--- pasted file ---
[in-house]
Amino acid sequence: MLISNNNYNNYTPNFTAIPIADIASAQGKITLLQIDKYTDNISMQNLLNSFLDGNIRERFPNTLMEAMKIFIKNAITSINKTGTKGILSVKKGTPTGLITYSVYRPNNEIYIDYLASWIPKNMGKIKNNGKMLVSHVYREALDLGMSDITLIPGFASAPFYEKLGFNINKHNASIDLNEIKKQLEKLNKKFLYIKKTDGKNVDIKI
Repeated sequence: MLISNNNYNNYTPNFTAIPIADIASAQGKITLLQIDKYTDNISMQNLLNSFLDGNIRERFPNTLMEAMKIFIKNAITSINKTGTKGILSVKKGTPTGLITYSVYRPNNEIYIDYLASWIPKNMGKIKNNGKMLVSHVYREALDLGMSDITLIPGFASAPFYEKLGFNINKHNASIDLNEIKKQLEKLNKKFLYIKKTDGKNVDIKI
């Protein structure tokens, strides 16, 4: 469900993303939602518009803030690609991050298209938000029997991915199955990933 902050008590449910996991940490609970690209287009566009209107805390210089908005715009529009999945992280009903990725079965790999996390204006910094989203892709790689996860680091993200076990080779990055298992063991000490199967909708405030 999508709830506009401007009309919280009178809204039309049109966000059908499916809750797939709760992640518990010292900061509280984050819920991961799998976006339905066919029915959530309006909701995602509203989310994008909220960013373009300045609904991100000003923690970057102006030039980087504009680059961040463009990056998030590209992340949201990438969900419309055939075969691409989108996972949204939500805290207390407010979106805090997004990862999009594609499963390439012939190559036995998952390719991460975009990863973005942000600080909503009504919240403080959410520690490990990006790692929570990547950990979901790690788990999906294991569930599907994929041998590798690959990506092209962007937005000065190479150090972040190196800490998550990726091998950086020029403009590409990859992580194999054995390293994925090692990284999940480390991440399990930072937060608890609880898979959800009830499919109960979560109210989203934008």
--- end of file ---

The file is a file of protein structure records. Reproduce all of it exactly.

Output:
[in-house]
Amino acid sequence: MLISNNNYNNYTPNFTAIPIADIASAQGKITLLQIDKYTDNISMQNLLNSFLDGNIRERFPNTLMEAMKIFIKNAITSINKTGTKGILSVKKGTPTGLITYSVYRPNNEIYIDYLASWIPKNMGKIKNNGKMLVSHVYREALDLGMSDITLIPGFASAPFYEKLGFNINKHNASIDLNEIKKQLEKLNKKFLYIKKTDGKNVDIKI
Repeated sequence: MLISNNNYNNYTPNFTAIPIADIASAQGKITLLQIDKYTDNISMQNLLNSFLDGNIRERFPNTLMEAMKIFIKNAITSINKTGTKGILSVKKGTPTGLITYSVYRPNNEIYIDYLASWIPKNMGKIKNNGKMLVSHVYREALDLGMSDITLIPGFASAPFYEKLGFNINKHNASIDLNEIKKQLEKLNKKFLYIKKTDGKNVDIKI
């Protein structure tokens, strides 16, 4: 469900993303939602518009803030690609991050298209938000029997991915199955990933 902050008590449910996991940490609970690209287009566009209107805390210089908005715009529009999945992280009903990725079965790999996390204006910094989203892709790689996860680091993200076990080779990055298992063991000490199967909708405030 999508709830506009401007009309919280009178809204039309049109966000059908499916809750797939709760992640518990010292900061509280984050819920991961799998976006339905066919029915959530309006909701995602509203989310994008909220960013373009300045609904991100000003923690970057102006030039980087504009680059961040463009990056998030590209992340949201990438969900419309055939075969691409989108996972949204939500805290207390407010979106805090997004990862999009594609499963390439012939190559036995998952390719991460975009990863973005942000600080909503009504919240403080959410520690490990990006790692929570990547950990979901790690788990999906294991569930599907994929041998590798690959990506092209962007937005000065190479150090972040190196800490998550990726091998950086020029403009590409990859992580194999054995390293994925090692990284999940480390991440399990930072937060608890609880898979959800009830499919109960979560109210989203934008």